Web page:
Taiwan attracts people from all over Asia and around the world for its annual gay-pride parade, the largest in Asia. This year’s crowds drew over 80,000 participants. While people are able to celebrate diversity, inclusiveness, and being themselves at this annual event, couples in the queer community are still not afforded one of the basic privileges given to heterosexual couples--marriage.
In recent months, there has been a contentious push in Taiwan for the legalization of same-sex marriage. On December 26, 2016 the same-sex marriage bill, proposed by DPP Legislator Yu Mei-Nu, passed the Judiciary and Organic Laws and Statutes Committee. If passed, Taiwan would become the first country in Asia to achieve marriage equality.
The debate over same-sex marriage has galvanized Taiwanese society, bringing thousands of protestors to the streets and mobilizing civil society groups and religious groups.
The proposed amendment to Taiwan’s Civil Code would allow homosexual couples to access the same marital, parents, and adoptive rights that heterosexual couples enjoy. The marriage bill will further be discussed in the Legislative Yuan in the next session, which starts in mid-February.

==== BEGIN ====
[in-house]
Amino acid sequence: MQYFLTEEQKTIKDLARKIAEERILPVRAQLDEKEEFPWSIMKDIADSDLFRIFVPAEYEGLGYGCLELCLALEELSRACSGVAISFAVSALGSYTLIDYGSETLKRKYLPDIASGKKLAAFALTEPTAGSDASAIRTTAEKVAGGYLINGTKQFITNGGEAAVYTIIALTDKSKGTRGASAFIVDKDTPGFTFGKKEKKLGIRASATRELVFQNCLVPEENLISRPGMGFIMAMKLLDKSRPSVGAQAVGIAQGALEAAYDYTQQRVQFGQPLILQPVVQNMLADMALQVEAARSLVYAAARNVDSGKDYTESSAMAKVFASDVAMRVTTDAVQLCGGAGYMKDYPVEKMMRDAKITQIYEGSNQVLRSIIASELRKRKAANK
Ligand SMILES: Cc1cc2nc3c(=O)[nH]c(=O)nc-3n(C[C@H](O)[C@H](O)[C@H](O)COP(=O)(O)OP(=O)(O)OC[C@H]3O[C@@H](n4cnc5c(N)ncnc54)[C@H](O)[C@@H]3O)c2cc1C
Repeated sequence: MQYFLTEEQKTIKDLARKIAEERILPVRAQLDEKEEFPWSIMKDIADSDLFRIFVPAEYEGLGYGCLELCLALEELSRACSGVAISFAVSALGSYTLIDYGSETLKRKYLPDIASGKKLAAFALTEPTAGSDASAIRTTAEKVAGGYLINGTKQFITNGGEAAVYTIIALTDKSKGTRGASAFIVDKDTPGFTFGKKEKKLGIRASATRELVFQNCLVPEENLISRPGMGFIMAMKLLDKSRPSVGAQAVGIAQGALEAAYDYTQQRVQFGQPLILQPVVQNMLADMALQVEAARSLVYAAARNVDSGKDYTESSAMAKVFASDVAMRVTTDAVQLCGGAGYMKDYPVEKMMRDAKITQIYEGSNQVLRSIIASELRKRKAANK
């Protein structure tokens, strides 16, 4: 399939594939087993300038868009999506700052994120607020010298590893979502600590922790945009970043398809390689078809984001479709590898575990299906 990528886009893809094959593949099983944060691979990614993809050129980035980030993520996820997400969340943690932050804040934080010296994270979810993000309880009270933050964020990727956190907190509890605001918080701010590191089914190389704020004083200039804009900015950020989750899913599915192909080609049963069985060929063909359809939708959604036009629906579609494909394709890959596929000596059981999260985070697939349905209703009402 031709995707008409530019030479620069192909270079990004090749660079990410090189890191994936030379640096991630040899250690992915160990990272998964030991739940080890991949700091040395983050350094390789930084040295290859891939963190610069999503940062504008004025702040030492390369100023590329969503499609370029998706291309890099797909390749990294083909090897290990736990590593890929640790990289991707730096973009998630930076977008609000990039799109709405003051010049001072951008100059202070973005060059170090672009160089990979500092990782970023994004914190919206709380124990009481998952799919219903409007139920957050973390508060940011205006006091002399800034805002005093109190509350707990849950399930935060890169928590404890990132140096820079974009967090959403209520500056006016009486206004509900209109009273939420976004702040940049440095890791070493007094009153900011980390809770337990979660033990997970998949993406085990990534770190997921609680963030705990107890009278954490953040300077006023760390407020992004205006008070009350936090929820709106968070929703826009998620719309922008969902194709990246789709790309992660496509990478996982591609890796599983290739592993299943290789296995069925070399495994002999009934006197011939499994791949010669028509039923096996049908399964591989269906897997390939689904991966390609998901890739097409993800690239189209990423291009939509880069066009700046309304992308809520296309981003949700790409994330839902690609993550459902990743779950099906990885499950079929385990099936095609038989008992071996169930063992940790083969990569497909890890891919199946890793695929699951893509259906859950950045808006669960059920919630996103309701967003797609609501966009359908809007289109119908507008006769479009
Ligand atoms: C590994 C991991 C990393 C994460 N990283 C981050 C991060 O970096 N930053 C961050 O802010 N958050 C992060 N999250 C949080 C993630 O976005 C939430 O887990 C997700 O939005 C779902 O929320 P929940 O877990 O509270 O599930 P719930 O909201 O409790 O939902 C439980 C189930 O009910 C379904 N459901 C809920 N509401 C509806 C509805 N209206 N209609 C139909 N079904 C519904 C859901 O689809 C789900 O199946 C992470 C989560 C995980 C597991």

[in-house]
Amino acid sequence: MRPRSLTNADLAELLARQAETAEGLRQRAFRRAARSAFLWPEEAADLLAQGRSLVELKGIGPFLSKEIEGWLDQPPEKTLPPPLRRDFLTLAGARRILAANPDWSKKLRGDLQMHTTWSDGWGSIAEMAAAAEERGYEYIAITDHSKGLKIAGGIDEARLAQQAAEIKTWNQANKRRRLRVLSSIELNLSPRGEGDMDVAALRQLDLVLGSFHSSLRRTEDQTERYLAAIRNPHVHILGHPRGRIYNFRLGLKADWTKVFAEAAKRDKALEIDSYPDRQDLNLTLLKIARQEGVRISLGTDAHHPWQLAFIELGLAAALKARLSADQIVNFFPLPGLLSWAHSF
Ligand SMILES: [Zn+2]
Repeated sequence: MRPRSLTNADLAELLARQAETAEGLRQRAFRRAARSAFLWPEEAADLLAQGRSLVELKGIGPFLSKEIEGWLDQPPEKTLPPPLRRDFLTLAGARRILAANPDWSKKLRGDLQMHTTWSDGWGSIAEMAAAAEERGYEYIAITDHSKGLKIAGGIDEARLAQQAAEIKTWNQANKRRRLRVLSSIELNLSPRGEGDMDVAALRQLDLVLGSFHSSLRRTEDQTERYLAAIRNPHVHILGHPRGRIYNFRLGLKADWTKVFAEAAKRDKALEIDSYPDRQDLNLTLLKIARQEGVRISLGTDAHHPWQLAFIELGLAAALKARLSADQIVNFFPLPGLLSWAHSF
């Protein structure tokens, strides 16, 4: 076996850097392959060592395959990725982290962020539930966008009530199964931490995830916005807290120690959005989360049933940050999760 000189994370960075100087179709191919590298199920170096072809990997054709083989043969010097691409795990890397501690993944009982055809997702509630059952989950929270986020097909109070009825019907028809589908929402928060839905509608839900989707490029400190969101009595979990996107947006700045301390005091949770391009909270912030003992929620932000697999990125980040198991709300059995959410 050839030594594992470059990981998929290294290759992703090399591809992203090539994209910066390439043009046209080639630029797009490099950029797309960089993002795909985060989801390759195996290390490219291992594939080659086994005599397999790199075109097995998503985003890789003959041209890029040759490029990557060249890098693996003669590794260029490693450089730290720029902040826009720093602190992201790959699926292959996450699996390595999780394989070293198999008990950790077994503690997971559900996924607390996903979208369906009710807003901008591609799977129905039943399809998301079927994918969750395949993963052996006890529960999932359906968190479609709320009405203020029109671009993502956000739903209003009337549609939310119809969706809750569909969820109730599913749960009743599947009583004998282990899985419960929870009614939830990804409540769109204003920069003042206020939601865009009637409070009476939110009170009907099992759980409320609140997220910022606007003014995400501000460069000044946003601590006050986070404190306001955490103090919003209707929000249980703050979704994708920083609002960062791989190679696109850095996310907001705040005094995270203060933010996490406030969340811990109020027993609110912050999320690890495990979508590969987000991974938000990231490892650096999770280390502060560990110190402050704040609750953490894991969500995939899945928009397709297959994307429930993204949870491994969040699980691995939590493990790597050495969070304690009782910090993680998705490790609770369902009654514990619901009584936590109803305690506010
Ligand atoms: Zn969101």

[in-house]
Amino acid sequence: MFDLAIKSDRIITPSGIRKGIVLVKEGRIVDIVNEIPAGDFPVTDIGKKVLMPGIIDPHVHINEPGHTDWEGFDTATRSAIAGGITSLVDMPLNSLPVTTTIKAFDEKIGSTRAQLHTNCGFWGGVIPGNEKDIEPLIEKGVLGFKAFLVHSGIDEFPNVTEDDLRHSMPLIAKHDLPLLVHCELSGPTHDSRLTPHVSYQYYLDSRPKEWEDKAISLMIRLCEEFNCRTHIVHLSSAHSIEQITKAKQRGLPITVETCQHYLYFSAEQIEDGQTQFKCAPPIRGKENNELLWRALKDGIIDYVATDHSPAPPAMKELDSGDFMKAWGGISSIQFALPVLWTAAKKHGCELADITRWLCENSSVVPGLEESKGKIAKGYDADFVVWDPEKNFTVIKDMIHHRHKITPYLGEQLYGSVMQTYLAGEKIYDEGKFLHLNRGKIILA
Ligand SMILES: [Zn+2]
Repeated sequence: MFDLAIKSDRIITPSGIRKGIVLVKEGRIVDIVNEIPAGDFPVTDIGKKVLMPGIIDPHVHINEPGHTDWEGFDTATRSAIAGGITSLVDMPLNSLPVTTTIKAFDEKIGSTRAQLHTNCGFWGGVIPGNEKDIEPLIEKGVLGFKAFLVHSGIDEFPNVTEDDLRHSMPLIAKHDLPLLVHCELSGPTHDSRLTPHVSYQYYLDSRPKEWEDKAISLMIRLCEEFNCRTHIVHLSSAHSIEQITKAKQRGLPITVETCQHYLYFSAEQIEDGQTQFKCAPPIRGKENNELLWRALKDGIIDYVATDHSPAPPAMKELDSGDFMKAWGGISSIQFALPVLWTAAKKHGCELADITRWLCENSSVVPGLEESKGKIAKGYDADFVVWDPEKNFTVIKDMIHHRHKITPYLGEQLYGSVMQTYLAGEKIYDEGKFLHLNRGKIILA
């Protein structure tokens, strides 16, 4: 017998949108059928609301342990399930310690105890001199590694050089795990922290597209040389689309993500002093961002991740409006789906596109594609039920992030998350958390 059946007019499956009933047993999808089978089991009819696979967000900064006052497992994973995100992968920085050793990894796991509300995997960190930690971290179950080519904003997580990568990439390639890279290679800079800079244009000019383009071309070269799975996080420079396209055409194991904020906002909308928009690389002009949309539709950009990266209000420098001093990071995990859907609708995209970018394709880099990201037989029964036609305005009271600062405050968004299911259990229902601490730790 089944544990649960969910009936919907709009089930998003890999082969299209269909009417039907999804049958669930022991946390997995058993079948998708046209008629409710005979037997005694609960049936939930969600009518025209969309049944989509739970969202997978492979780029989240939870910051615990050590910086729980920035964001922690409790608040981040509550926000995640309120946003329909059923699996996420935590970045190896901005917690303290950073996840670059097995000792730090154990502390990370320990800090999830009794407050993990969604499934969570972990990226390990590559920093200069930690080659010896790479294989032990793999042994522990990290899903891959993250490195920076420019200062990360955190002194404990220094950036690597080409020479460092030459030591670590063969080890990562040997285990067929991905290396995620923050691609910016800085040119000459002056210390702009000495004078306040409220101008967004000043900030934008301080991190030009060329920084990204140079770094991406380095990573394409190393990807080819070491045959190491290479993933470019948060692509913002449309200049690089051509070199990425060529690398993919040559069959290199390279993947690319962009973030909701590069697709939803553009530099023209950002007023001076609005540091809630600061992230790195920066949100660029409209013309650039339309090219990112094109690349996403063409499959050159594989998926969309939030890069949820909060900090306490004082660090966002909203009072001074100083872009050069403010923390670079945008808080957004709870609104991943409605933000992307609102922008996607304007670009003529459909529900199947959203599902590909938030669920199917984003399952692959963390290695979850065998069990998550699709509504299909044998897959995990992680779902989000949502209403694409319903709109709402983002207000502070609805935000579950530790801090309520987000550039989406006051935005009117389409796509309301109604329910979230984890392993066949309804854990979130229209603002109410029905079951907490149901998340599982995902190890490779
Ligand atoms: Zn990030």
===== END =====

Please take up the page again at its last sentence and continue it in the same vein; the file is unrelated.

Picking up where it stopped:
Taiwan is currently debating whether or not to allow same-sex marriage. If the legislation passes, Taiwan would become the first country in Asia to achieve marriage equality.
Taiwan has the largest Pride parade in Asia. On October 30th, 2016, over 80,000 people came out on a rainy, gray day to march. There was a sense of festive camaraderie as people of all ages and nationalities came sporting rainbow gear and colorful costumes.
At the Pride parade, many people called on the government to support LGBT rights, particularly marriage equality.
Many different groups came out to show their colors at Pride, including queer and disability advocacy groups.
Other attendees included champions of transgender rights.
Since Pride, many protests and rallies have ensued both for and against marriage equality. On November 17th, over 20,000 people came out in support of the marriage equality bills being discussed in the Legislative Yuan.
Citizens have called on Tsai Ing-Wen to follow through on her election promise to support marriage equality.
Opponents of marriage equality have argued that same-sex marriage will cause the breakdown of traditional family structures and negatively impact children. Nevertheless, advocates, allies and queer families used facts, positive energy and valuable life stories to demonstrate otherwise.
On December 10th, 2016, over 250,000 people attended a public rally and concert organized by proponents of same-sex marriage. The collective voice of the attendees resonated at a critical moment, when Taiwan's legislative body was poised to discuss moving forward with the next stages of the marriage equality bills.
The pro-equality rally on December 10th was the largest public demonstration Taiwan has experienced since the 2014 Sunflower Movement, which drew a crowd of 500,000.